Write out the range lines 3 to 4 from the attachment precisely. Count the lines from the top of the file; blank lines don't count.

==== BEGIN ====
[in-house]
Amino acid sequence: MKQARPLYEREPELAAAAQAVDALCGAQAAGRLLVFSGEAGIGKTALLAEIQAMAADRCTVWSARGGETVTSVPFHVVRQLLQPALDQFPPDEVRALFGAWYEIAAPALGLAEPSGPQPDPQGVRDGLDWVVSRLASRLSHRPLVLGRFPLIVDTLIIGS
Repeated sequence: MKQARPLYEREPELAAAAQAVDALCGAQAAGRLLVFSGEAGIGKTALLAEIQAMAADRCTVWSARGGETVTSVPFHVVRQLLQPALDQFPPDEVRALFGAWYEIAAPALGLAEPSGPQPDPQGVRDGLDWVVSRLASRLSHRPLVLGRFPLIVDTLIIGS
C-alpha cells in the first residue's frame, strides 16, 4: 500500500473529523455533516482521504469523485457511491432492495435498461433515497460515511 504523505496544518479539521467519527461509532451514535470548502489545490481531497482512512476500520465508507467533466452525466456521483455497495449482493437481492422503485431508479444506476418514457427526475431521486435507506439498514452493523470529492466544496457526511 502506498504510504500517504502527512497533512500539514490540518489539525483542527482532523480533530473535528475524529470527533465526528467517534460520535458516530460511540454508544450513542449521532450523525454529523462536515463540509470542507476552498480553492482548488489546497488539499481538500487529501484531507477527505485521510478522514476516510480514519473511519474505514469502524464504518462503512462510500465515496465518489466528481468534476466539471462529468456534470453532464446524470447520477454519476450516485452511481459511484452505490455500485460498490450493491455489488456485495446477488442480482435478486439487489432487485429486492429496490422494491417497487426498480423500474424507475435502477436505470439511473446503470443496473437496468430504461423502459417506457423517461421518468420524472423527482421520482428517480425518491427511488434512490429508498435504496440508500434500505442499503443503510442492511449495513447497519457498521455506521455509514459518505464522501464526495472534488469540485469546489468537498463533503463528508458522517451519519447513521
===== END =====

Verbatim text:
Repeated sequence: MKQARPLYEREPELAAAAQAVDALCGAQAAGRLLVFSGEAGIGKTALLAEIQAMAADRCTVWSARGGETVTSVPFHVVRQLLQPALDQFPPDEVRALFGAWYEIAAPALGLAEPSGPQPDPQGVRDGLDWVVSRLASRLSHRPLVLGRFPLIVDTLIIGS
C-alpha cells in the first residue's frame, strides 16, 4: 500500500473529523455533516482521504469523485457511491432492495435498461433515497460515511 504523505496544518479539521467519527461509532451514535470548502489545490481531497482512512476500520465508507467533466452525466456521483455497495449482493437481492422503485431508479444506476418514457427526475431521486435507506439498514452493523470529492466544496457526511 502506498504510504500517504502527512497533512500539514490540518489539525483542527482532523480533530473535528475524529470527533465526528467517534460520535458516530460511540454508544450513542449521532450523525454529523462536515463540509470542507476552498480553492482548488489546497488539499481538500487529501484531507477527505485521510478522514476516510480514519473511519474505514469502524464504518462503512462510500465515496465518489466528481468534476466539471462529468456534470453532464446524470447520477454519476450516485452511481459511484452505490455500485460498490450493491455489488456485495446477488442480482435478486439487489432487485429486492429496490422494491417497487426498480423500474424507475435502477436505470439511473446503470443496473437496468430504461423502459417506457423517461421518468420524472423527482421520482428517480425518491427511488434512490429508498435504496440508500434500505442499503443503510442492511449495513447497519457498521455506521455509514459518505464522501464526495472534488469540485469546489468537498463533503463528508458522517451519519447513521